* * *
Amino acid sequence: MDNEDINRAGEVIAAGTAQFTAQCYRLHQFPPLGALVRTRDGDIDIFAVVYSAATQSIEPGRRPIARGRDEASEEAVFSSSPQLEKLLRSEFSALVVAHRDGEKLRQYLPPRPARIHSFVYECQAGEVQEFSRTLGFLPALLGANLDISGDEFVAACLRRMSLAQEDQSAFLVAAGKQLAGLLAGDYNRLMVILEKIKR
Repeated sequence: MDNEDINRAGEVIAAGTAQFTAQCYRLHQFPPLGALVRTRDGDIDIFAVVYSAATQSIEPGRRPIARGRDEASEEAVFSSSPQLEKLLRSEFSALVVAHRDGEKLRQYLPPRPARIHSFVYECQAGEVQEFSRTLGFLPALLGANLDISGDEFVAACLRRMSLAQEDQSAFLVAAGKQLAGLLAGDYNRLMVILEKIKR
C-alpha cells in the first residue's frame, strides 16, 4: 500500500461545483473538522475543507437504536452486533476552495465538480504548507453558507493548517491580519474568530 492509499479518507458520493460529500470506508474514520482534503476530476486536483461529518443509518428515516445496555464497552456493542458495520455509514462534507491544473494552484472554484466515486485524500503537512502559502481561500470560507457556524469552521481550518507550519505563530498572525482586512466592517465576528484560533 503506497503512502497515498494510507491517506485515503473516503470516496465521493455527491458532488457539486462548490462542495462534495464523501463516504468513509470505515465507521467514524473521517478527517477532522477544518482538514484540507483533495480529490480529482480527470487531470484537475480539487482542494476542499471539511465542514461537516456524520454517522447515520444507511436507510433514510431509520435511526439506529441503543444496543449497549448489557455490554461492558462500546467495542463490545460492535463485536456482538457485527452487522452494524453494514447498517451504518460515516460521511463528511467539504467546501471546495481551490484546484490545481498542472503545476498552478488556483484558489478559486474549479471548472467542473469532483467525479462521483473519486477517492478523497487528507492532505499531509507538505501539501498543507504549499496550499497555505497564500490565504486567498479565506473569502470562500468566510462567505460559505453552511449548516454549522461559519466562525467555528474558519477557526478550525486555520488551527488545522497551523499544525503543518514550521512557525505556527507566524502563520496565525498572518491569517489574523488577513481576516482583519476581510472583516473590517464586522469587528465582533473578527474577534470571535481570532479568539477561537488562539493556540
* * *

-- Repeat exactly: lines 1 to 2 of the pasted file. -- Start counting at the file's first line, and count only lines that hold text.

Amino acid sequence: MDNEDINRAGEVIAAGTAQFTAQCYRLHQFPPLGALVRTRDGDIDIFAVVYSAATQSIEPGRRPIARGRDEASEEAVFSSSPQLEKLLRSEFSALVVAHRDGEKLRQYLPPRPARIHSFVYECQAGEVQEFSRTLGFLPALLGANLDISGDEFVAACLRRMSLAQEDQSAFLVAAGKQLAGLLAGDYNRLMVILEKIKR
Repeated sequence: MDNEDINRAGEVIAAGTAQFTAQCYRLHQFPPLGALVRTRDGDIDIFAVVYSAATQSIEPGRRPIARGRDEASEEAVFSSSPQLEKLLRSEFSALVVAHRDGEKLRQYLPPRPARIHSFVYECQAGEVQEFSRTLGFLPALLGANLDISGDEFVAACLRRMSLAQEDQSAFLVAAGKQLAGLLAGDYNRLMVILEKIKR